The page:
Sundials provide a valuable lesson to kids on time and the way the Earth's position changes throughout the day. They are easy and inexpensive to make, and can be displayed all year round on a sunny porch, patio or backyard. Follow these instructions to make your own sundial with your child.
- Skill level:
Things you need
- Round wooden disk
- Wooden chopstick
- Air-drying clay
- Craft paint
- Paint brushes
- Number stickers
- Acrylic sealer spray paint
Buy a 12-inch wooden disk for making clocks at a craft store. It will have a pre-drilled hole in the centre and already be sanded and smooth.
Fill the hole with air-dry clay. Insert the wider end of the chopstick into the hole. Set it aside and allow the clay to dry completely. The chopstick will be the gnomon, or the part of the sundial that casts the shadow that indicates time.
Pour some craft paints into disposable paper cups or on a plate. Give the children some craft brushes and have them design and paint the disk. They might like to go with astrological symbols, flowers or wild geometric patterns. Don't forget to paint the gnomon.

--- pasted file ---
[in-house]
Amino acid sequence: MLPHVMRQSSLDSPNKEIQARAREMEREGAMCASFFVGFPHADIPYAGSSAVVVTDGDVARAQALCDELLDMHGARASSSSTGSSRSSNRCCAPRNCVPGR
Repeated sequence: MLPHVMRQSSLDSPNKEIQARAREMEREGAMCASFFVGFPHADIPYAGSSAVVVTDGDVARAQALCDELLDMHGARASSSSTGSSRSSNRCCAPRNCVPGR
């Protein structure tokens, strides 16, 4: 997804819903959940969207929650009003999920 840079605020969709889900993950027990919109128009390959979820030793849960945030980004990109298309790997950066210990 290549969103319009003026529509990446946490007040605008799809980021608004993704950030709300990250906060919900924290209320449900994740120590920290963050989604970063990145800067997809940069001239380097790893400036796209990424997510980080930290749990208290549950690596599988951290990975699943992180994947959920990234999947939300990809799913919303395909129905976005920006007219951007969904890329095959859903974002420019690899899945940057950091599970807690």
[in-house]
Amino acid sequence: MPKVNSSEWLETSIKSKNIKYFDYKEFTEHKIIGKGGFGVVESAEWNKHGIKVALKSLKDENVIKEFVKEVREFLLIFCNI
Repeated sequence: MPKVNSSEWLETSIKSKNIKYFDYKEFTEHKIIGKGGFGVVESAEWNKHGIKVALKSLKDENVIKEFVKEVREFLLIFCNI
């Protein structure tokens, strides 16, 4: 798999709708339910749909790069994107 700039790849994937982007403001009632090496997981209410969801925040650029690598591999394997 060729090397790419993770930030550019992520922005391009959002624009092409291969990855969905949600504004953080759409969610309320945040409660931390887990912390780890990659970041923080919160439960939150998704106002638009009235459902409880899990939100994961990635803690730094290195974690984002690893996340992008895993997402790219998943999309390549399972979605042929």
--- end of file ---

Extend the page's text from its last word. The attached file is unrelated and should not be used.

Allow the paint to dry completely. Bring the sundial outside on a day you plan to be home. Place it in a sunny spot and angle it in your desired direction. Go to the sundial every hour on the hour, and apply a number sticker near the edge of the disk on the spot where the gnomon is pointing. Be sure not to put the sundial outside when it's damp or there's a chance of rain, as its surface is not sealed yet.
Once all the numbers are in place, spray the sundial with a clear acrylic sealer. Do this outdoors where there is good ventilation. Allow the coat to dry, then spray it with another coat. For good measure, you can apply a third coat.
Set your sundial back in its spot in the same direction it was before. As the sun moves through the sky in the day, the sundial will indicate the approximate time.
If your sundial ever seems off, or daylight saving time ends, simply reset it. Go to it on the hour and change its position until the gnomon is pointing at the correct time.